main differences between samsung and apple and how they risk on -- how they respond. one, samsung is not american. to some extent, they are a little bit -- they are not as infected. -- as impacted. china is not a strong market for samsung. everything is an opportunity for being hit negatively. reporter: you have been testing iphone.ecar on the iphone.cart on the -- applecard on the iphone. do you think this'll become like a streaming services? >> as you get into financial services and health, those are key part on the apple side.
-- key parts on the apple side. they may actually shield consumers from looking at the iphone and thinking, maybe it is not the most -- device, because now it is my link to my doctor. i will keep the service. through services increases, for samsung looking at health and the active with watch they just announced a few days ago, it is probably the first step. financial services may be harder for them. reporter: and the galaxy, the nearly $2000 phone that if you rip the sticker off, this green protector would destroy the thing. how is that impacting the note 10? do you think it will be followed? -- fall outs? >> i don't think so. i think simpson has a strong, loyal base. samsung -- samsung has a strong, loyal
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emily: this is "bloomberg technology." a trail of u.s. senators continue their scrutiny of 's ties to huawei american companies. this time they are going after google. there's concern over a report google is developing a smart speaker with the company, one that would be sold outside of china. to discuss, in washington, we have a brodie who covers tech,
, our reporter who covers google. certainly, there have been national security concerns about byle way -- huawei expressed the president and white house. huawei device a getting into millions of americans home is pretty low. they cannot even sell their u.s. in the it's unlikely that if they came out with a speaker that it would sell. although it could be a google branded speaker. we don't know. i think the senators are getting to a point, which is huawei has been a consistent partner with google for years.
since the trade war and the , google has stayed silent on the partnership and how that will change and affect their business. emily: this coming in the mix of scrutiny from the president himself and at the same time, a new rule goes into effect involving the blacklist. intoat will be going effect. it was expected. it will basically be stopping the government from using huawei gear either. it started banning networks. now it will be banning it from executive agencies and things like that here in the u.s. it was expected, but it comes at a time when the trade war is really ramping up. china,have seen out of you have the trade war on one hand as well as national consider -- national security concerns about chinese espionage , so it is that sort of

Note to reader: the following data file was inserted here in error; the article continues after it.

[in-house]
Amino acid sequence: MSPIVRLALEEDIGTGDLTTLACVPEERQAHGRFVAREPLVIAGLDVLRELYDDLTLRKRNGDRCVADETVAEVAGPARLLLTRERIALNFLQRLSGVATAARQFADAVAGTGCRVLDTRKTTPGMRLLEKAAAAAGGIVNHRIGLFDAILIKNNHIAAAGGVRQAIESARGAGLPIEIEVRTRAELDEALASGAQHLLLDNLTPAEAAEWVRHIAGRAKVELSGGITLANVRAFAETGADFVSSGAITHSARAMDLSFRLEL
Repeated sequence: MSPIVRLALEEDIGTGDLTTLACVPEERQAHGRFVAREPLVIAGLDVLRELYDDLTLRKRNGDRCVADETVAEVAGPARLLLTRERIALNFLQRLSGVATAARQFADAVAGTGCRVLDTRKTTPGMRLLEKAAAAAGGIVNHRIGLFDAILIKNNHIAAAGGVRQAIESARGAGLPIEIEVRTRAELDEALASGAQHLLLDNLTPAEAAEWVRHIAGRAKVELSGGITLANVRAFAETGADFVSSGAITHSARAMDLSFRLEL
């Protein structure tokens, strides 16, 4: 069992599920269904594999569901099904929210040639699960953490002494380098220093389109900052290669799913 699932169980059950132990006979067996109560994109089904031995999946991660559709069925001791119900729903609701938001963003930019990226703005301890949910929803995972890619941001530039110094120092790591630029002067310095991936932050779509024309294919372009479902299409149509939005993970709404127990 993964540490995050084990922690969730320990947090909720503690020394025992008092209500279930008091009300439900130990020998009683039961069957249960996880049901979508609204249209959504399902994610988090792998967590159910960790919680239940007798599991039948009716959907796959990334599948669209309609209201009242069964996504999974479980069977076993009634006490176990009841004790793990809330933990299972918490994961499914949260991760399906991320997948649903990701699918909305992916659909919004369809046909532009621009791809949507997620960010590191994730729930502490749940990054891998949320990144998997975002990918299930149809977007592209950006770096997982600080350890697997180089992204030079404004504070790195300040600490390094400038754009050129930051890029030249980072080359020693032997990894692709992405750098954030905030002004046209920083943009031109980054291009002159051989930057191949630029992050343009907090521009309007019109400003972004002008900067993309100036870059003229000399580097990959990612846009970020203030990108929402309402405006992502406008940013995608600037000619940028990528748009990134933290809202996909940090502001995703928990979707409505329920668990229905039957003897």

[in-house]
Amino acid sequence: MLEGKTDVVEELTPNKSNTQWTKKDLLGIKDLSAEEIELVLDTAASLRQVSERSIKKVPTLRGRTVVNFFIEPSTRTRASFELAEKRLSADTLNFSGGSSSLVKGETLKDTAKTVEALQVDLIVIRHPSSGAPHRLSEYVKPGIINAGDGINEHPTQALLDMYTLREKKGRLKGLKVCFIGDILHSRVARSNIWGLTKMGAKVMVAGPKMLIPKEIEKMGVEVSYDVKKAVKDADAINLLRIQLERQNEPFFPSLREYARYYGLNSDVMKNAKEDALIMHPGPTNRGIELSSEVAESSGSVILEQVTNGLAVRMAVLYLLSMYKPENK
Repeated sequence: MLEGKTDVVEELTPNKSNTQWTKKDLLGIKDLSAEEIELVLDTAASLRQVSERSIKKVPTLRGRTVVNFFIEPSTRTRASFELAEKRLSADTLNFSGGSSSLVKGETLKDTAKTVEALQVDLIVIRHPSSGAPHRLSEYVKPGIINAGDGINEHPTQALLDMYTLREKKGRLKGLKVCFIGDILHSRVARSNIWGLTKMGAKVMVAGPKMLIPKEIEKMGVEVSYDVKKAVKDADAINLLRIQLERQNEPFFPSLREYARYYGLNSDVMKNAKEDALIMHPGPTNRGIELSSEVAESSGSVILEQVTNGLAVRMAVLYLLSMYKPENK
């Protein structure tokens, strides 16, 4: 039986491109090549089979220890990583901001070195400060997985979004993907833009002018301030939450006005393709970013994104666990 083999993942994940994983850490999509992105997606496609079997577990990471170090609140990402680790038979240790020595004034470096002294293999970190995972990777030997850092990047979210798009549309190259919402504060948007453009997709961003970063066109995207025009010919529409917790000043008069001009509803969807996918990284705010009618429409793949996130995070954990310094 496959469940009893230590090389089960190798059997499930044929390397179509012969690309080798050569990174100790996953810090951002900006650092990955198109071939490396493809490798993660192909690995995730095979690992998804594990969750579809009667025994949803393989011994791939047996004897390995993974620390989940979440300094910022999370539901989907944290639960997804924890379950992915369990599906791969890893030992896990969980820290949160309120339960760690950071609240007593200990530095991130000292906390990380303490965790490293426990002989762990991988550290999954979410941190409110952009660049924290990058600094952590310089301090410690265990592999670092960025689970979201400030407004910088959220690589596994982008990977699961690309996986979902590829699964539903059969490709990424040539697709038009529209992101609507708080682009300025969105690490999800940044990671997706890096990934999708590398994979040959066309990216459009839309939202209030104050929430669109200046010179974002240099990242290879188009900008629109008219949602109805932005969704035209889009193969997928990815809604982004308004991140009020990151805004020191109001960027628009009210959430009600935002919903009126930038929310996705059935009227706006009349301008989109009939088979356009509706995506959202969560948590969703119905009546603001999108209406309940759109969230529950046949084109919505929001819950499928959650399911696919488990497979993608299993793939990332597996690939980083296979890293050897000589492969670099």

escalation when those things come together that i think is really making this kind of interesting. comment on itople and say why they think it should be broader or narrower, but in this case, given that congress pulled the white house to do that, i think it will continue much the same way it looks now. isly: the u.s. ban on huawei having global consequences. the u.s. has been putting pressure on other countries to take similar actions. the chinese worry there could be reversed sanctions on some of those countries. for example, india. if india bowed to u.s. pressure to stop business with huawei, indiannese saying companies and products could be subject to reversed sanctions by china. >> right. the complexity of all these relations are things people are constantly worried about here in
washington. we know the white house has been pressuring a lot of our allies out.ep huawei gear it does seem other countries sometimes share concerns about chinese espionage, but this no doubt trade war and national security, those things are going together and increasingly become not just bilateral tensions but really multilateral tensions on the world stage and the white house will have to deal with that. emily: just yesterday, the president took aim at google over alleged anti-conservative bias. social media companies remain under scrutiny over what happens on their platforms. they have been invited by the white house to a meeting on friday to talk about online hate in the midst of these mass shootings. is google going to be part of that?
>> they'll like to talk with us very much. google is taking more heat now. there was a former engineer we talked about who claimed he was fired for being conservative. he and other former employees have been very vocal, certainly to right-wing websites like breitbart sharing what they claim is evidence that google and youtube are censoring conservative content. it will probably be a topic of conversation. emily: the leader of the house inquiry to big tech is calling on the fcc to make special qualifications for youtube, especially as it concerns children's content. he's urging them to put children's content and one place and not collect or store personal data on children under
13. isit sounds like fcc reportedly in talks with youtube about children's privacy. i read this as congress saying have some teeth with this. if you are going to enforce it and enforce it well and apply it to the world's biggest video platform, which we have talked about a lot, they have a strange issue where they say there's no one under 13 on the site unsupervised, and you go to youtube, there is this fountain of children's content. it has been wildly successful for them. emily: you'll have to keep us updated about how that develops. thank you both. switching gears to softbank, specifically third-quarter results. the company reported profit that beat the highest estimates due to the success of the vision fund -- the first vision fund, that is. investments in companies like dash managed to